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Publication numberUS4914961 A
Publication typeGrant
Application numberUS 07/084,331
Publication dateApr 10, 1990
Filing dateAug 11, 1987
Priority dateAug 19, 1986
Fee statusPaid
Also published asCA1295384C, DE3666629D1, EP0256197A1, EP0256197B1
Publication number07084331, 084331, US 4914961 A, US 4914961A, US-A-4914961, US4914961 A, US4914961A
InventorsJohannes Wirth
Original AssigneeWirth Gallo Messtechnik Ag
Export CitationBiBTeX, EndNote, RefMan
External Links: USPTO, USPTO Assignment, Espacenet
Device for fastening a vibrating wire to a component of a meter
US 4914961 A
Abstract
Device for fastening a vibrating wire to a component of a meter. The device comprises a body having two prongs and two cylindrical, conical, prismatic or wedge-shaped retainers made of electrically insulating material. The retainers are in contact with the prongs on one side and, due to the clamping action of the prongs, hold the full width of the wire by friction on the other side, insulating it electrically.
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Claims(16)
What is claimed is:
1. An apparatus for fastening a vibrating wire to a component of a meter, characterized by a body (1) with two prongs (2) and two retainers (5) made of electrically insulated material, in which the retainers (5) are in contact with the prongs (2) on one side and, due to the clamping action of the prongs (2), hold the full width of the wire (4) by a friction on the other side, insulating it electrically.
2. The apparatus as set forth in claim 1 wherein said retainers are conical in shape.
3. The apparatus as set forth in claim 1 wherein said retainers are prismatic in shape.
4. The apparatus as set forth in claim 1 wherein said retainers are cylindrical in shape.
5. The apparatus as set forth in claim 1 wherein said clamping action of said prongs (2) comprises elastic deformation of said prongs one from the other.
6. The apparatus as set forth in claim 1 and further including first and second apertures formed through said prongs and said apparatus further includes a rivet (15) received through said apertures bringing said two prongs (2) closer together to provide said clamping action of the prongs (2).
7. The apparatus as set forth in claim 2 wherein at least one of said prongs includes a threaded hole (17) formed therein and said apparatus further includes a bolt (18) received therethrough for clamping against said retainers.
8. The apparatus as set forth in claim 1 wherein said prongs (2) are each formed with an extending section wherein at least one of said extending prongs (9) is constructed with a threaded hole (10) and said apparatus further includes a bolt (11) received within said threaded hole (10) abuttingly engaging the opposite one of said prongs (9) for spreading said prongs (9) for adjusting the clamping action of the prongs (2) about the wire (4).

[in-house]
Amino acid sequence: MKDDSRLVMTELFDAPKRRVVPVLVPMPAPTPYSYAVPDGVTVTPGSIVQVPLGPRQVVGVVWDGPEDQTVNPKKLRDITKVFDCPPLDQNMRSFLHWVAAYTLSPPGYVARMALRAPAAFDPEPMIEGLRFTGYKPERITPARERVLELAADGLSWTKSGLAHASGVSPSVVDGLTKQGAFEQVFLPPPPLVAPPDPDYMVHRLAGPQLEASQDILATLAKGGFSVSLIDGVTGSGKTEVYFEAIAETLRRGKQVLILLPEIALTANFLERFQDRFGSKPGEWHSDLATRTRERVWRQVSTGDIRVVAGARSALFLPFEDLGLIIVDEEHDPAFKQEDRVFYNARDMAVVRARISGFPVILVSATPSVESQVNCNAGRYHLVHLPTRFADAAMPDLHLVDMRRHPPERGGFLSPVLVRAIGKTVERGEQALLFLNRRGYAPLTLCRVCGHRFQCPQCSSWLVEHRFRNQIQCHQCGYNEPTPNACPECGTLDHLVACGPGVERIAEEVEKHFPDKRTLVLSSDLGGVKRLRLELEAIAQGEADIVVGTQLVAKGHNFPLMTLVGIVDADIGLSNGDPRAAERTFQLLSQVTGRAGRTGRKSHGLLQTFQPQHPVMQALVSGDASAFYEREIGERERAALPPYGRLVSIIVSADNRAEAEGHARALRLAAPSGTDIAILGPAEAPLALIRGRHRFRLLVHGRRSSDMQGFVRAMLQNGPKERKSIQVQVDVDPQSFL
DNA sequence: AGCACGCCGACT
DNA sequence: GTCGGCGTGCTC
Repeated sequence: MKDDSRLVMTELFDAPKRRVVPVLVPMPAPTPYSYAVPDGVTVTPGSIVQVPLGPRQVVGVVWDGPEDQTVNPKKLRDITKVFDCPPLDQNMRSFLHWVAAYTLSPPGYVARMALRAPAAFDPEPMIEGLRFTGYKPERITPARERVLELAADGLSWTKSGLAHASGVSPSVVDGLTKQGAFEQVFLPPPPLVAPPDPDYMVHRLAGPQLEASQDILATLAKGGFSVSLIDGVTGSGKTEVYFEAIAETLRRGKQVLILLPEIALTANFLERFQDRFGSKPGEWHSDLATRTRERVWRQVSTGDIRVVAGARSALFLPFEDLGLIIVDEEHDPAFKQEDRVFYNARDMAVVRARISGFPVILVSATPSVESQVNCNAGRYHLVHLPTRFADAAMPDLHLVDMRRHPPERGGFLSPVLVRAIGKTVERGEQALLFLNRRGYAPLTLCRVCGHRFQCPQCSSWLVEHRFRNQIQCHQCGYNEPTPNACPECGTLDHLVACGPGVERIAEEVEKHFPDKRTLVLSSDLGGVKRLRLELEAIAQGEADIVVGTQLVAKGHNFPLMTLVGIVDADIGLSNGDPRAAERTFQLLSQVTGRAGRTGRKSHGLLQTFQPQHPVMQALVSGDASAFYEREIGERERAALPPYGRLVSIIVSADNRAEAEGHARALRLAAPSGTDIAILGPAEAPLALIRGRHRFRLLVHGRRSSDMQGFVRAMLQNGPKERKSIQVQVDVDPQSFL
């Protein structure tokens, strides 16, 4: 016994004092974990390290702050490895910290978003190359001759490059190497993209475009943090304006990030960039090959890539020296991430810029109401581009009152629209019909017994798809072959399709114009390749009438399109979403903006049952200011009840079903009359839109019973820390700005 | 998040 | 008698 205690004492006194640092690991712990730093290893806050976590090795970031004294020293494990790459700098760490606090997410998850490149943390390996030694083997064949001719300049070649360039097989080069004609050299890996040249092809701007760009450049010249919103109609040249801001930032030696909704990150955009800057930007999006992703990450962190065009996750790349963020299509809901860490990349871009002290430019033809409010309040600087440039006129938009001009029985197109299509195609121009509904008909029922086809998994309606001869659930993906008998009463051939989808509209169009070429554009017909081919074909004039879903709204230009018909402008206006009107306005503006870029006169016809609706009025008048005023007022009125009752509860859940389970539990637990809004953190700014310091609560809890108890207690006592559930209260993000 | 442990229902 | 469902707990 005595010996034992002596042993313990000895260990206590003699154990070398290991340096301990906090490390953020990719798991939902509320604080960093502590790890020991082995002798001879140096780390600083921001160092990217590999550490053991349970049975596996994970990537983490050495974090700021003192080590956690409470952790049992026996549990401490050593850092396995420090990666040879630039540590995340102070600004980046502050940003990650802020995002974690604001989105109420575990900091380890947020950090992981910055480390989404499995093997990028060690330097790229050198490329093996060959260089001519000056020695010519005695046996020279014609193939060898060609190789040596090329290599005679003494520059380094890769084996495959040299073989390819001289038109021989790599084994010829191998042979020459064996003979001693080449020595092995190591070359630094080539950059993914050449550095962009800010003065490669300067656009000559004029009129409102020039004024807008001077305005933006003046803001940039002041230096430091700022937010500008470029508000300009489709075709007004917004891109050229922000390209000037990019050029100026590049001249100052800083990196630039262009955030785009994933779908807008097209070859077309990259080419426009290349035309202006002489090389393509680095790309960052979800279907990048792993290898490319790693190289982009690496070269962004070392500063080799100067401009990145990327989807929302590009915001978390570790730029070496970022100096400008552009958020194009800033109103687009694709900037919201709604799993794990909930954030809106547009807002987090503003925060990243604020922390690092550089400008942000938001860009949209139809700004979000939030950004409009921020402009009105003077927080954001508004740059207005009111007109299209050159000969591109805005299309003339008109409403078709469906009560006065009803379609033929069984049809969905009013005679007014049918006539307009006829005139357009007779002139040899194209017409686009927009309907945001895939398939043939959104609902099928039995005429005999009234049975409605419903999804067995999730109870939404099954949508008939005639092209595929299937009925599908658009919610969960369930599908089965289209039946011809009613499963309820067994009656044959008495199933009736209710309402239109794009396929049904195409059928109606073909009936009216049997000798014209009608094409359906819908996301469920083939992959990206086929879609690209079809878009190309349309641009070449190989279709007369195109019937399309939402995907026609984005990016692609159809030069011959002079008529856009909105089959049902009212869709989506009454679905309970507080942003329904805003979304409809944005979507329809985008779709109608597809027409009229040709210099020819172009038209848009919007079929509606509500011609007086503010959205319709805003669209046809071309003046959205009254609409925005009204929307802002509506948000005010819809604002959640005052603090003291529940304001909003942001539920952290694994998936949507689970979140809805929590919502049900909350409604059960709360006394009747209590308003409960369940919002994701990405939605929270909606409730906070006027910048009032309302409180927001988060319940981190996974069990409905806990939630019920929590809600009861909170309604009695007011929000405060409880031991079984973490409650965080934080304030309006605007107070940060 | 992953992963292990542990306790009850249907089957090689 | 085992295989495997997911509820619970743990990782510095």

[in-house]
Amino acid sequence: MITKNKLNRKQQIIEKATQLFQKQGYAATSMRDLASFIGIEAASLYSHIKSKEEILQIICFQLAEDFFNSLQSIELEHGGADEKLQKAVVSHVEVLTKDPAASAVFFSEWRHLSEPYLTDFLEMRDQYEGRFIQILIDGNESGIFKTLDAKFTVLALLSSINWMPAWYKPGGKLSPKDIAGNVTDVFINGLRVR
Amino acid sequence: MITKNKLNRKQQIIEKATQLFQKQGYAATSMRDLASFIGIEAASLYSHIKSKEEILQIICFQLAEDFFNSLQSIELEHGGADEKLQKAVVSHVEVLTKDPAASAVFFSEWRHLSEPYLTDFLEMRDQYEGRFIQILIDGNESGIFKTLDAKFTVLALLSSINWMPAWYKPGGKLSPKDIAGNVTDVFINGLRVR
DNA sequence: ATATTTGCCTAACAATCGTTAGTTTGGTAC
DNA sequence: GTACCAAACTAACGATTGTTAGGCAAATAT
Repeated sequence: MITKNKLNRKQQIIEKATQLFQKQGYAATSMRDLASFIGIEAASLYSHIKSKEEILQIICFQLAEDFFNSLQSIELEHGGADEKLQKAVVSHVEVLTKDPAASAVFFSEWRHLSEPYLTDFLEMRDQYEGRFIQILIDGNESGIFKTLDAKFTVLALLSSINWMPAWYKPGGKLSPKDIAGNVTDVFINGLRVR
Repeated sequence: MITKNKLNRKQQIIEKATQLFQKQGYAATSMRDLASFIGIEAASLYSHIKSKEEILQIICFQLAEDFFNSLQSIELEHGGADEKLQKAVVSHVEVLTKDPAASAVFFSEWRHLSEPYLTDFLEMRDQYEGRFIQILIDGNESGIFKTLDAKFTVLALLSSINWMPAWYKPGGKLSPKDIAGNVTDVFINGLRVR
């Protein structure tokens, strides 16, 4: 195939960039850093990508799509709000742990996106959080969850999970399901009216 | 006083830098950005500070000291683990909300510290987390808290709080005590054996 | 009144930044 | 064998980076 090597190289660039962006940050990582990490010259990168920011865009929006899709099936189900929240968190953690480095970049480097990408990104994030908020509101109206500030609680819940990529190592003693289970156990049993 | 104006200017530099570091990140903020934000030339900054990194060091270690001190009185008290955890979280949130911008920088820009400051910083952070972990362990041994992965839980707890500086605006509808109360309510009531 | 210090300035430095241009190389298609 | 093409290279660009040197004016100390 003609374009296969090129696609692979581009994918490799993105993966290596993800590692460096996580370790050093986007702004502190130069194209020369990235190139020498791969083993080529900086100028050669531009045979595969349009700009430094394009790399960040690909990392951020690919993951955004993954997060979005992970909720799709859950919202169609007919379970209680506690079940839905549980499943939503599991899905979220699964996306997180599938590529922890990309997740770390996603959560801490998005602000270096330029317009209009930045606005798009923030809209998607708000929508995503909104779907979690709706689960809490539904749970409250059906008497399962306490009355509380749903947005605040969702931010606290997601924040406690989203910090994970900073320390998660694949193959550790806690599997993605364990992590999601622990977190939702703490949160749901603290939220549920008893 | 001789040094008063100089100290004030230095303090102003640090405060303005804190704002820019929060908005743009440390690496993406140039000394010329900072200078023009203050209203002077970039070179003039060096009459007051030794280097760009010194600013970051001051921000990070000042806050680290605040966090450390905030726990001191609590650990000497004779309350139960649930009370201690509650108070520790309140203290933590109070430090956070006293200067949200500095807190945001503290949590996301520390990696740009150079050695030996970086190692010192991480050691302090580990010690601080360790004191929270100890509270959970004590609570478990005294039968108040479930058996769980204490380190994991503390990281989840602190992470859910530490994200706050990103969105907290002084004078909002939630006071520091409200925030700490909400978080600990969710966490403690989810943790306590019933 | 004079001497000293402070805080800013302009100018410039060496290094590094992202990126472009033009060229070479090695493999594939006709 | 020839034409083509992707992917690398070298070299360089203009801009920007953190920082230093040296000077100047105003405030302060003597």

9. An apparatus as described under claim 1, characterized by the fact that the prongs (2) are both constructed into extended prongs (11) and said apparatus further includes a ball (13) for the purpose of elastically deforming the body (1) by introducing said ball (13) between said prongs (11) and thus adjusting the clamping action of the prongs (2).
10. Apparatus for fastening a vibrated string (4) with rectangular cross section to a component of a meter, said apparatus comprising:
a U-shaped body (1) forming two prongs (2);
two retainers (5) made of electrically insulating material;
at least one of the prongs (2) having a groove (3) facing the string (4), said groove (3) being perpendicular to the axis of the string (4); and
each of the retainers (5) on a first side being in contact with a prong (2) and on a second side in contact with said string (4) and securely clamping said string (4) over its entire width by means of the force exerted upon them by the two prongs (2), thereby providing a frictional and electrically insulating connection of the string (4) to the body (1).
11. The apparatus as set forth in claim 10 wherein said retainers (5) are cylindrical in shape.
12. The apparatus as set forth in claim 11 wherein said groove (3) has a cross-section formed of a circular arc the radius of which is smaller than the radius of said cylindrical retainer (5).
13. The apparatus as set forth in claim 10, wherein said retainers (5) are conical in shape.
14. The apparatus as set forth in claim 13 wherein said groove (3) has a cross-section formed of a circular arc the radius of which is smaller than the smaller radius of said conical retainer (5).
15. The apparatus as set forth in claim 10 wherein said body (1) and said prongs (2) are dimensioned such as the provide the necessary elastic clamping forces for fastening said string (4).
16. An apparatus for fastening a vibrating wire to a component of a meter, characterized by a body (1) with two prongs (2) and two conical retainers (5) made of electrically insulated material, in which the conical retainers (5) are in contact with the prongs (2) on one side and, due to the clamping action of the prongs (2), hold the full width of the wire (4) by a friction on the other side, insulating it electrically.
Description
BACKGROUND OF THE INVENTION

1. Field of the Invention

The present invention pertains to a device for fastening a vibrating wire and, more particularly, to a device for fastening a vibrating wire to a component of a measuring device or meter such as a dynamometer, for example.